What is Endodontics?
Endodontics is the branch of dentistry concerned with the form, function, and disease of the dental pulp (what many casually refer to as the “nerve”) inside the tooth/root, and the supporting structures (like the “socket” that houses the root). Its study and practice include the etiology, diagnosis, prevention, and treatment of diseases and injuries to the pulp and/or surrounding tissues.

What is an Endodontist?
An endodontist is a dentist who has completed an additional 2 or 3 years post-graduate program, who specializes in pulpal and periradicular disease (root canal problems). An endodontist focus is on patients who may need root canal therapy, root canal retreatment
(re-do’s), or endodontically related surgeries.

Root canal therapy is a procedure where the pulp or “nerve” inside the tooth is removed, and the remaining canal spaces are cleaned, disinfected, and filled with a “gutta percha” type filling material. Root canal therapy may be necessary for a number of reasons, some of which include:
• decay near or into the nerve
• excessively broken-down tooth structure
• a cracked tooth resulting in pain to biting pressure
• sensitivity to extreme temperatures (hot/cold)
• an infected nerve resulting in a dental abscess

In almost all cases, the need for a root canal arises from inflammation or infection inside the tooth or around the roots. Sometimes a tooth which needs a root canal will be very sensitive, while in other cases, the tooth may be absolutely pain-free.

Saving your natural tooth should always be your first choice when dental care is needed.
Do everything possible to save your teeth.

Sometimes a tooth that has undergone endodontic treatment fails to heal or continues to cause discomfort. On rare occasion, a tooth that had initially responded well to root canal therapy can become painful or diseased months or years later. In such situations, the tooth often can be maintained with a second endodontic treatment. This requires “undoing” the initial procedure, which may include removal of a crown, build-up, and post, root filling material; and re-cleansing and enlarging of the entire root canal system. Then the canal spaces are repacked, and a new build-up and crown may be necessary. Retreatment cases are frequently more technically demanding than first time in root canal therapy, and often carry a less favorable prognosis. There are instances in which extraction, rather than retreatment, may be the treatment of choice.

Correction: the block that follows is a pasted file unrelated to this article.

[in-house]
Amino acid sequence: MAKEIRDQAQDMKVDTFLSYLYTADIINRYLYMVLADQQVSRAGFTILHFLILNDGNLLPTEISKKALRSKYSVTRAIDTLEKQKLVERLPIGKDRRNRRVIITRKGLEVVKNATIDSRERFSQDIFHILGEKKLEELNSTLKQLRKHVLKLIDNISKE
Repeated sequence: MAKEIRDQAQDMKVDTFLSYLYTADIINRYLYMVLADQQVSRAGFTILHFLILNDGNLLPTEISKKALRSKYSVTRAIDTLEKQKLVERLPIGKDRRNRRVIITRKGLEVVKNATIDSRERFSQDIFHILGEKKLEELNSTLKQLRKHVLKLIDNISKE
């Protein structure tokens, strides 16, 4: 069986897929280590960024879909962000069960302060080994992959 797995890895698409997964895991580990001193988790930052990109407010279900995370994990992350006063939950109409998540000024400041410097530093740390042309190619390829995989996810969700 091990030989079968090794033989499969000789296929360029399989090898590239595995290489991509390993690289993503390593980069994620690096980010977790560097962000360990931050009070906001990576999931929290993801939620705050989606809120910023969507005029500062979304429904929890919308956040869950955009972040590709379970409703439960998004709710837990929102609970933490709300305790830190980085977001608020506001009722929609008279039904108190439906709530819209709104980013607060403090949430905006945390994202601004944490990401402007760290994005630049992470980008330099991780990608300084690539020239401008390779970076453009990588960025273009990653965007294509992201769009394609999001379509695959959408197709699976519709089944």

Most of the time, a tooth with a diseased pulp can be treated with a conventional root canal, and the surrounding tissue in the socket will subsequently heal on its own. There are times, however, when infection or inflammation of the tissues adjacent to the root end persist or develop, and it may be prudent to approach this affected area surgically, through the gums and jawbone. Once the area is surgically exposed, the doctor can curette and clean the site, remove any bad part of the root, and seal the canal system at the resected surface. The purpose of this procedure is to help you save the natural tooth for as long as possible.

Reasons for endodontic surgery after a conventional root canal may include: persistent pain, continued inflammation and infection, removal of a cracked root if the rest of the tooth can be saved, or removal or repair of damaged/contaminated root surfaces. Alternatives to endodontic surgery are typically root canal retreatment whenever possible, or finally extraction. Your doctor will discuss your options, prognoses, and post-operative expectations with you.

There are various types of endodontic surgery, such as apicoectomy (where just the root end is cut away), root amputation (where an entire root is removed, as long as the remaining roots are sound), or hemisection (where a two rooted tooth is halved). All can be done painlessly with the usual local anesthesia (numbing), so that you are able to drive yourself. You may generally resume normal activities by the next day.